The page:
6 Watch your language
For years, women have been told to be succinct and to not use disclaimers and fillers. Even when using the language of power, a message that is not succinct or ambiguous is easily ignored (or claimed by someone else later in a meeting). Compare the statements in Box 2. Each contain the language of power, but which is more likely to have the desired impact?
Are there times to equivocate? Yes: for example, if you’re not certain about something when questioned, you might say, “We don’t have all the numbers in yet, so at this point I estimate that a 50% reduction in waste could lead to 10% increase in margin.” It is a strong statement, but one that allows room for revision later. Note that there are cross-cultural considerations to be taken into account here too. Working in more subtle or story-telling cultures could require you to soften your message.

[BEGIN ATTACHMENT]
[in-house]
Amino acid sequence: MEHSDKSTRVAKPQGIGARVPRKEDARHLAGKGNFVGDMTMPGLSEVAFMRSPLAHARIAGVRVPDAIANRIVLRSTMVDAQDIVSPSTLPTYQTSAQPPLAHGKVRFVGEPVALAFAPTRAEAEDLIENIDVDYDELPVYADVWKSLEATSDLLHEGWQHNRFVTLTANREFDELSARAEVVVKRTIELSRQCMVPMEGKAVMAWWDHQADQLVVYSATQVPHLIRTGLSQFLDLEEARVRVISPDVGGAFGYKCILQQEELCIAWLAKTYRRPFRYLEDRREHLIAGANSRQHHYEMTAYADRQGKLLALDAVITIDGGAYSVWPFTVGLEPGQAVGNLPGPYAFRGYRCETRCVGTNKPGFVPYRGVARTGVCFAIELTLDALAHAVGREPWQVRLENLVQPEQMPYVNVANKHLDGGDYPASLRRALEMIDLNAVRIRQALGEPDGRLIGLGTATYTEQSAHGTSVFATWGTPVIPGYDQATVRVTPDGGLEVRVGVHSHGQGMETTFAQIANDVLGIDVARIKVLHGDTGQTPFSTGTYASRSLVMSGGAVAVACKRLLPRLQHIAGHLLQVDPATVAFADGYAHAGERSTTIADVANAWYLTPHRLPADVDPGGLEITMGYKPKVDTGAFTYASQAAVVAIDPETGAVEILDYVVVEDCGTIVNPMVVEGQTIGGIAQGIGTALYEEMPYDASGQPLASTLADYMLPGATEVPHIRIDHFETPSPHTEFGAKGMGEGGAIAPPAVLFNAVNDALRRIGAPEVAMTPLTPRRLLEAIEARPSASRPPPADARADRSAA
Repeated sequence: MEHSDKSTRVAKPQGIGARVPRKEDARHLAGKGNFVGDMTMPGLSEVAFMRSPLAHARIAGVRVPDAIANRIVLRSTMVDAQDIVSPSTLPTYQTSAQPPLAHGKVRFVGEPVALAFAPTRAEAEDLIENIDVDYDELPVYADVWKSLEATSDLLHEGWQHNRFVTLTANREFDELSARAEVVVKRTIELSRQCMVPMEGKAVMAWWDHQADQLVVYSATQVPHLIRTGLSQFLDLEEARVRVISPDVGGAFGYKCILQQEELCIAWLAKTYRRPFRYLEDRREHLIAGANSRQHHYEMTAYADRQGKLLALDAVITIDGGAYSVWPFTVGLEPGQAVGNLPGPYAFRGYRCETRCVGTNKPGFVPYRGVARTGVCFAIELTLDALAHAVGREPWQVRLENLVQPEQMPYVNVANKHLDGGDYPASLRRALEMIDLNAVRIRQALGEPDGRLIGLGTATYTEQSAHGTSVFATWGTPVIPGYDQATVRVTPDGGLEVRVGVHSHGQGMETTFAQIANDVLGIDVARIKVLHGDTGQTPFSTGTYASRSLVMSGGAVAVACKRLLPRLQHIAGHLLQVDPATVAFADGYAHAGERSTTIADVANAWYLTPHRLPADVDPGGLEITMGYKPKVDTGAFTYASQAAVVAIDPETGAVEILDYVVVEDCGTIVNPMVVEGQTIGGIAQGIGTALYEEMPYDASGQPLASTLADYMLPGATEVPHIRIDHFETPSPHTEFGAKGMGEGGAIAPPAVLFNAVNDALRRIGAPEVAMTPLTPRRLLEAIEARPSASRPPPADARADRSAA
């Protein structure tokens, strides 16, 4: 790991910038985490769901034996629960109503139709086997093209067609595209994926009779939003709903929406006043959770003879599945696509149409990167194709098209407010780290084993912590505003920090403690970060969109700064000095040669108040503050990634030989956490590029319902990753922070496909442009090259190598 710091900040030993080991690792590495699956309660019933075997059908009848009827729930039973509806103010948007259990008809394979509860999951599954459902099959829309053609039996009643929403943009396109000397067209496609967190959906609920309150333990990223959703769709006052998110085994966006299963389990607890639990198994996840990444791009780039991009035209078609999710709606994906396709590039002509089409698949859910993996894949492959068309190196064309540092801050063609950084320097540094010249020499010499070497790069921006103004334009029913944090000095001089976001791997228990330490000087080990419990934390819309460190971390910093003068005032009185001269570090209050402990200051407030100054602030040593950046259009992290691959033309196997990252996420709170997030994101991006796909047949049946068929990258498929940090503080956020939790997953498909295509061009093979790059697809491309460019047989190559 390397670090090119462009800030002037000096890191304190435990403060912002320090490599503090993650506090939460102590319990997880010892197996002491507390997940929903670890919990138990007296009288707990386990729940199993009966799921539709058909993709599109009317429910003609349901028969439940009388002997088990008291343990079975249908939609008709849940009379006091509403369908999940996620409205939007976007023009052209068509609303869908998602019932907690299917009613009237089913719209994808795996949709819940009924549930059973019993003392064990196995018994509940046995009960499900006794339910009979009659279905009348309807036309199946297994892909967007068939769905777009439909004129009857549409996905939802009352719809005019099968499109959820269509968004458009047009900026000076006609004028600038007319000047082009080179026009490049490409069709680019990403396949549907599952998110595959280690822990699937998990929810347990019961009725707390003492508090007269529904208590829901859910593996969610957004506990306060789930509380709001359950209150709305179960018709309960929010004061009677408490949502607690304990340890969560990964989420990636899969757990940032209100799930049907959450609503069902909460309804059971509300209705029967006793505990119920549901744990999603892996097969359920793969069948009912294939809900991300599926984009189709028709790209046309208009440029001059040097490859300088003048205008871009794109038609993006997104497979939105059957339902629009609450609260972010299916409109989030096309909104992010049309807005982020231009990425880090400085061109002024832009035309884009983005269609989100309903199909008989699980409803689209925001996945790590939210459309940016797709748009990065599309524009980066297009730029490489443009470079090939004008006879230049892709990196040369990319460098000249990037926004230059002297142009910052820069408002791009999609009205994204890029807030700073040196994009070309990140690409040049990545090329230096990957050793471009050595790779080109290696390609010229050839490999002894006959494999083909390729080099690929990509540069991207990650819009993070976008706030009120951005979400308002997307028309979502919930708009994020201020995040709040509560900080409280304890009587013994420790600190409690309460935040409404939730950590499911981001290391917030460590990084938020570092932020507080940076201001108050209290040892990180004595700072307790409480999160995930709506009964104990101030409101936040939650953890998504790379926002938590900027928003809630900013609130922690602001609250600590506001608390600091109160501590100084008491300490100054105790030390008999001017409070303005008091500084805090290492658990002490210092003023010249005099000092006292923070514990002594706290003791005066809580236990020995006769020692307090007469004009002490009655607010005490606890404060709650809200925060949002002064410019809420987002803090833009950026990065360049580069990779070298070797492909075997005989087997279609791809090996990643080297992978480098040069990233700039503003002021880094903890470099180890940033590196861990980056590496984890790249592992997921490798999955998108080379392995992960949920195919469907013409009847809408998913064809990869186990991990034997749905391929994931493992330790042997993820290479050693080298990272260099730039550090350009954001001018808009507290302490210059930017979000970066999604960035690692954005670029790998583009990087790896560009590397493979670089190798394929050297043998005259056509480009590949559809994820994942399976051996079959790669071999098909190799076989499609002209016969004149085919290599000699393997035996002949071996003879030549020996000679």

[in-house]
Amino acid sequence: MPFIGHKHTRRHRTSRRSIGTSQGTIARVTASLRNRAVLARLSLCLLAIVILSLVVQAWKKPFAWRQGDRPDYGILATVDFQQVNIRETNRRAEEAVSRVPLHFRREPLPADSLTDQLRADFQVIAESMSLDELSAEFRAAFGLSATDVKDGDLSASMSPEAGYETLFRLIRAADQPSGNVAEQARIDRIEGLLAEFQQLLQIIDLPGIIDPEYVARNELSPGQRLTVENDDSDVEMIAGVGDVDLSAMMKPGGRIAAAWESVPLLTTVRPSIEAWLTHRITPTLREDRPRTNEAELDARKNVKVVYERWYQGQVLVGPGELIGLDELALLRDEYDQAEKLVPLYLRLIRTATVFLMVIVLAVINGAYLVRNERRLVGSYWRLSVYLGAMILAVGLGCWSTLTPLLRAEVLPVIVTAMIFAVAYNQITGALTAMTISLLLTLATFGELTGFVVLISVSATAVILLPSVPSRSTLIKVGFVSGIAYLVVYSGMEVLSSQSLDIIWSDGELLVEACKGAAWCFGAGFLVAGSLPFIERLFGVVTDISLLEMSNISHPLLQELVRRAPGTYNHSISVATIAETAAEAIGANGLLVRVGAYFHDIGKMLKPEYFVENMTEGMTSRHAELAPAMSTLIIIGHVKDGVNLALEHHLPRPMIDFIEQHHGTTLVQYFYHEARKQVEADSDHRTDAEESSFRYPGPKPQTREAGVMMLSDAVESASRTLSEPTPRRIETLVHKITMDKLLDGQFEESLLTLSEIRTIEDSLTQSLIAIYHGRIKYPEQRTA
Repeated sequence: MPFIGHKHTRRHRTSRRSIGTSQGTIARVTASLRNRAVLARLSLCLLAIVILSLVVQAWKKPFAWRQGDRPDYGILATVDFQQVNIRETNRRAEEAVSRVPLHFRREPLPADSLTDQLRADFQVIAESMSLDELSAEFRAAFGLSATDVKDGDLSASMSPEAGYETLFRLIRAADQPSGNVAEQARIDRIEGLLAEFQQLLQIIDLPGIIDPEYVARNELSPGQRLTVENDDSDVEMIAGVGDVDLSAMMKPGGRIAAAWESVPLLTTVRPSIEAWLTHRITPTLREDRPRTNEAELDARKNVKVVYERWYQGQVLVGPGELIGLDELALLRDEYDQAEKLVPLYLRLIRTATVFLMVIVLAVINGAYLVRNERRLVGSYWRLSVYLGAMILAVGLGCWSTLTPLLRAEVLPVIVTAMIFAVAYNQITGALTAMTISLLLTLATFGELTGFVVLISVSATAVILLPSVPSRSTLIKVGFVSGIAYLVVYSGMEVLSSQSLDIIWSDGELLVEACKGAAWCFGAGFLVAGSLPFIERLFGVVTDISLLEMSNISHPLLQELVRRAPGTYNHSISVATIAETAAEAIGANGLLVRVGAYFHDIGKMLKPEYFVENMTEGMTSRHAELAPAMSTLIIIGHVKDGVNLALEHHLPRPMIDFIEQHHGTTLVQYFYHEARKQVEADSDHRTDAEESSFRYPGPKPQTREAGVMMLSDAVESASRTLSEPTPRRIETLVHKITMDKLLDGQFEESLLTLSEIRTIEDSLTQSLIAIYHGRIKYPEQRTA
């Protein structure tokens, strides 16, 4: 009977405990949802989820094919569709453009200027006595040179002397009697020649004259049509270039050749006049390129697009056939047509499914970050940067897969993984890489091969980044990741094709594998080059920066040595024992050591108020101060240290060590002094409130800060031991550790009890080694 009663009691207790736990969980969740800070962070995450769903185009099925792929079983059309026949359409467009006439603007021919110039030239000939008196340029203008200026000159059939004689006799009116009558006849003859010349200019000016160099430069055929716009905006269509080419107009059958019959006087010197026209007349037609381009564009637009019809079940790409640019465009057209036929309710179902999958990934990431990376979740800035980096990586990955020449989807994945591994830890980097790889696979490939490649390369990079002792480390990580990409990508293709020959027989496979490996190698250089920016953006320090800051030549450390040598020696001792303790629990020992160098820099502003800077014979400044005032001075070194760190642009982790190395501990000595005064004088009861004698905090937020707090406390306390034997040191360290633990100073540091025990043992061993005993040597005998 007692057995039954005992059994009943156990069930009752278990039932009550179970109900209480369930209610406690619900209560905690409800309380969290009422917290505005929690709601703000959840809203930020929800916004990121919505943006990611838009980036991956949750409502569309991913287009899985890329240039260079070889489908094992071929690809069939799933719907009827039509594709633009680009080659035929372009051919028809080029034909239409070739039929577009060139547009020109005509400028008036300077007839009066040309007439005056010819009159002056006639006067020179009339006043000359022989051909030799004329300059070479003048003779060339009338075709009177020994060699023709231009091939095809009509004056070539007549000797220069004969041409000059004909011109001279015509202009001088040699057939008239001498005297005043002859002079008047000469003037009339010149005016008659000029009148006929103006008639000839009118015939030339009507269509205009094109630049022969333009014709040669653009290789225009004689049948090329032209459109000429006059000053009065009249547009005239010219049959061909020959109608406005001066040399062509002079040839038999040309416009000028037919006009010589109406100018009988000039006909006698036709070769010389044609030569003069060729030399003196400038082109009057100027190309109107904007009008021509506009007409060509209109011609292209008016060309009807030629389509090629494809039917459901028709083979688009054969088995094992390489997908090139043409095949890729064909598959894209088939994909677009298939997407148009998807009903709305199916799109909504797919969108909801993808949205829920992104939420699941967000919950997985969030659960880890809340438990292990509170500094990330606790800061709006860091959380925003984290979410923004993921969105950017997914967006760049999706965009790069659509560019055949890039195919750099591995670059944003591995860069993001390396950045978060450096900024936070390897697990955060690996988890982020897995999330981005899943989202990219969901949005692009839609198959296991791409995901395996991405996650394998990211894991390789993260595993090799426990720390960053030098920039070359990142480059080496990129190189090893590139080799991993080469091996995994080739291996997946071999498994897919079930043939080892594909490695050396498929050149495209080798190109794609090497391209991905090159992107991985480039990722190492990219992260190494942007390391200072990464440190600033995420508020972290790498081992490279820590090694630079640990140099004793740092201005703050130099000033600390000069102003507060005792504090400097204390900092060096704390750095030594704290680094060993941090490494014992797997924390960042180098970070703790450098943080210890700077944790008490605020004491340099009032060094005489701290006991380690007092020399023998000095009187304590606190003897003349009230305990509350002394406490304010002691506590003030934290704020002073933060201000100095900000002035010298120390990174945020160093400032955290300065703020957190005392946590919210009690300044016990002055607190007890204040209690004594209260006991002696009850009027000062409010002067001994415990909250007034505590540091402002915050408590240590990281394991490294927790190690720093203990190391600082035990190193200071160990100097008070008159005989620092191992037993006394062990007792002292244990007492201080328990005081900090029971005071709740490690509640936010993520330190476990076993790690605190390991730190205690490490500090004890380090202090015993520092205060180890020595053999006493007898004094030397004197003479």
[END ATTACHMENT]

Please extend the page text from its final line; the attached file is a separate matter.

7 Seek PIE mentoring to earn sponsorship
Since the 1970s women have been told to get a mentor – so it’s obvious that having a mentor is not enough. You need to ask for the kind of mentorship that will help you earn sponsors. This means PIE mentoring:
- Helping you understand the performance of the business (helping develop your acumen). For example, reviewing quarterly earnings statements with you, explaining the factors behind new strategic initiatives, or giving insight into the overall business.
- Helping you enhance your image as a leader – such as how you speak the language of power, your overall executive presence, and your leadership brand.